Micro Learning is a hot trend in eLearning design. We all know this. To get up to speed on the theory behind microlearning check out the resources at the end of the blog post.
In the rest of this post, we are focusing specifically on calls to action. That is, how do you actually apply the principles of Micro Learning to your eLearning design? You will be prepared to start thinking micro and create effective learning experiences.
Take into consideration these valuable implementation tips:
1) Branching Logic
People have limited time to engage with content. Also, everyone starts at a different level with each concept. Branching logic as a simplified form of personalized learning allows every eLearning designer to create differentiated learning regardless of the resources at their disposal.
What branching logic does is shows one topic if the learner chooses one answer and another topic if a different answer is chosen. This maximizes the short time that the learner has to devote to learning. To get practice use a survey creator and see what happens when you apply branching logic to a survey.
2) Ensure Mobile-Friendliness
Micro Learning undoubtedly means that learners will be engaging with content on any device, anywhere they are. Whether you use an authoring tool or just a course management system, make sure the settings or features you are using will work well on a mobile device.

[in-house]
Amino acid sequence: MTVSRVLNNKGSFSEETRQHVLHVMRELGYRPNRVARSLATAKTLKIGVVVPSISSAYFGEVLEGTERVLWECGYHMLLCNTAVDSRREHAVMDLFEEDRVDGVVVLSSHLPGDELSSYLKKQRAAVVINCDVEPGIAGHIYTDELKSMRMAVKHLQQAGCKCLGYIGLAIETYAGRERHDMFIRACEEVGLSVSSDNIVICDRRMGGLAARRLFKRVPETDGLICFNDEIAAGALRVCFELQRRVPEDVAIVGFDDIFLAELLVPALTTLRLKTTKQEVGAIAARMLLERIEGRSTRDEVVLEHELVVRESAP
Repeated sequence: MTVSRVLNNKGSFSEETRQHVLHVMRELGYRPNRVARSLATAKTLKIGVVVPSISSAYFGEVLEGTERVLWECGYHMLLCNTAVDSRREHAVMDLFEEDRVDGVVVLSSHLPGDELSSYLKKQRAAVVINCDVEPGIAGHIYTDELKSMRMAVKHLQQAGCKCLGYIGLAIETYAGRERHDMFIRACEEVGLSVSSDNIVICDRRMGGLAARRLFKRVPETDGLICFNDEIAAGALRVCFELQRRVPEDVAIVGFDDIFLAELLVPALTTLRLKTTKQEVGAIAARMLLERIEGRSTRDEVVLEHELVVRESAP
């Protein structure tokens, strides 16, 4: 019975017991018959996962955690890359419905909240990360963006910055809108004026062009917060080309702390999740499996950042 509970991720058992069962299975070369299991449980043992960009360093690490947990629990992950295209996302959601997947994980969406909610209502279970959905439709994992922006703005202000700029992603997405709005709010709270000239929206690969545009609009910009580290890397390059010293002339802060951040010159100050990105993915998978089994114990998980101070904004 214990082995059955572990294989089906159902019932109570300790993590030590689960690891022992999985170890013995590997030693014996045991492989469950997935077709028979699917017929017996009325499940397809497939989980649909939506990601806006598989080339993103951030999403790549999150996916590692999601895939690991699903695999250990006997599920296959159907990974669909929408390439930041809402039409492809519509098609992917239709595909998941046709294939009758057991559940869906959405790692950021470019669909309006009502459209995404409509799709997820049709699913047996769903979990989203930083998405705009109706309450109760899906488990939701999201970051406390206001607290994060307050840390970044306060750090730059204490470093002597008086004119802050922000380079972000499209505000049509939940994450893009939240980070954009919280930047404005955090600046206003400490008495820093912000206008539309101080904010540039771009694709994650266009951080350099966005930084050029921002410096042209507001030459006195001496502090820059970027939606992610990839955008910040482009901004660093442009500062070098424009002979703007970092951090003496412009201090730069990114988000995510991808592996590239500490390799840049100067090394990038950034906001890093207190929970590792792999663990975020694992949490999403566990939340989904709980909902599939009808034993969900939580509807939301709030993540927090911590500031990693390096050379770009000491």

Note: Always test the content on multiple devices. The content may be micro for the learner, but that does not excuse the designer from conducting multiple tests on the design.
Also read: Start Thinking of MicroLearning Moments Now
3) Pick the Big Idea
With Micro Learning, you have about 5-10 minutes to make an impact on the learner in a way that is transferrable and can lead to demonstrable changes in behavior. That is a tall task! Whereas in traditional eLearning design, you might have picked 3-4 big ideas to cover in a module, in Micro Learning you need to stick to ONE idea. Use this idea to guide all of the decisions you make with regards to learners and what is important for them to experience in the course.
4) Use Visuals to Convey Meaning
It takes time to read a text, and most of us are not very good at skimming for important parts. Visuals can be a very effective way to direct the learner’s focus immediately on the most important parts of the content. Think back to the big idea and decide what the most meaningful parts are and design them visually.
It is important to note that the visual you choose to use needs to have some intrinsic value. Placing one that does not add anything to the learning experience simply wastes the learner’s valuable short time (especially in mobile).
5) Allow for Testing Out
Consider creating an assessment at the beginning of the content that is everything you would expect the learner to master at the end. If this test can be mastered, then the learner can move on and choose a different micro learning module.
6) Precursor to Longer Learning